After getting the bike put back together we decided to grab dinner and a few drinks, since it was Juan’s birthday.  We ended up at Extreme Fun Pub w/ two young German girls that I met in Sucre (their names escape me), and essentially drank the place dry.  It was a really fun night, but the next morning I woke up with one of the most epic hangovers in the history of mankind.  That said, there would be no exploration of the Salar that day either.

On day three we were set to explore the Salar.  We headed out around 9am and touched rubber to salt an hour later.  What can I say?  Salar de Uyuni was/is everything it’s cracked up to be.  Absolute beauty and weirdness all wrapped in one.  I’ve wanted to visit for around 10 years, so it was surreal to be there in person, on the bike.  We ended up riding all over the place making the flats our own personal playground.  When we pulled the bikes back into the hotel (after a quick squirt at the car wash) my odo showed that we had clocked over 130 miles for the day.  It’s easy when you’re blasting along the flats at 100mph!  Not much else I can say.  The Salar is a must for anyone passing through.  Watch a short video of our day on the salt HERE.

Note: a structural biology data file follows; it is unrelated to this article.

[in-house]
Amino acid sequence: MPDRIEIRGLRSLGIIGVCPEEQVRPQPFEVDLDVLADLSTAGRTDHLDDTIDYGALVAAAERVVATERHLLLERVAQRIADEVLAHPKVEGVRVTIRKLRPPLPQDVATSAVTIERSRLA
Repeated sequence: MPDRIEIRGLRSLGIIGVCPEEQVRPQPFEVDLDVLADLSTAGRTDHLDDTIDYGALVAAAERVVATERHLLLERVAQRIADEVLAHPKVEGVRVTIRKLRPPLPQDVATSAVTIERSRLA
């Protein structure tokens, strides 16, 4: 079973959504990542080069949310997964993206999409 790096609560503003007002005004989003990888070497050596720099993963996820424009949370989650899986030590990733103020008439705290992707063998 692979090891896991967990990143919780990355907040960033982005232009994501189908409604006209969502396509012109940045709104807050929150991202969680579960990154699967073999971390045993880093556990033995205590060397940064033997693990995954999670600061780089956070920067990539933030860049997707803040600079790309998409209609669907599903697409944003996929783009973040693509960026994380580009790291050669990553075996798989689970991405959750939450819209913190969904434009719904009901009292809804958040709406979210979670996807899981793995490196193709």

After all that, I was ready for a big night of sleep, and would start my two day journey to San Pedro de Atacama via Ruta Lagunillas the next morning (note, lights out didn’t happen until after we watched the US sink against Portugal in the final 10 seconds - amazing match, but what a bummer!).  I could hardly sleep as I was nervous about the next few days riding.  My plans were to ride from Uyuni approx 130 miles south to Laguna Colorada (the red lake).  I planned to stay the night there and then continue the journey farther south across the border into Chile, and then ultimately San Pedro.  At night in the Altiplano it can get incredibly windy and well below zero, so I was really nervous that I would have a bike issue, get lost, or have something else happen that would stick me in between lodging.  Staying overnight in those temps without adequate shelter can be painful, if not fatal.  Needless to say, I was nervous and didn’t get the rest that I had planned for…

June 23, 2014 - Ruta Lagunillas

This morning I woke up at 6:30am as planned, and hit the road at 8am.  I wanted to get an early start to ensure I made Laguna Colorada, where I’d heard there are multiple hospedaje options, and even reugios scattered nearby for hikers/bicyclists.  The first hour and 50 miles out of Uyuni were absolutely brutal!  I can’t explain how cold I was.  I’ve run a marathon, hiked some wicked treks, climbed mountains, and made it almost 17k miles so far on this journey, and that first portion had to be one of the toughest things I’ve ever done.  I’m not sure why, it doesn’t even look that cold on paper, but my bike showed 13F for the majority.  I couldn’t feel my fingers and toes, and had to stop three times before San Cristobal just to warm my hands on the exhaust and do some jumping jacks.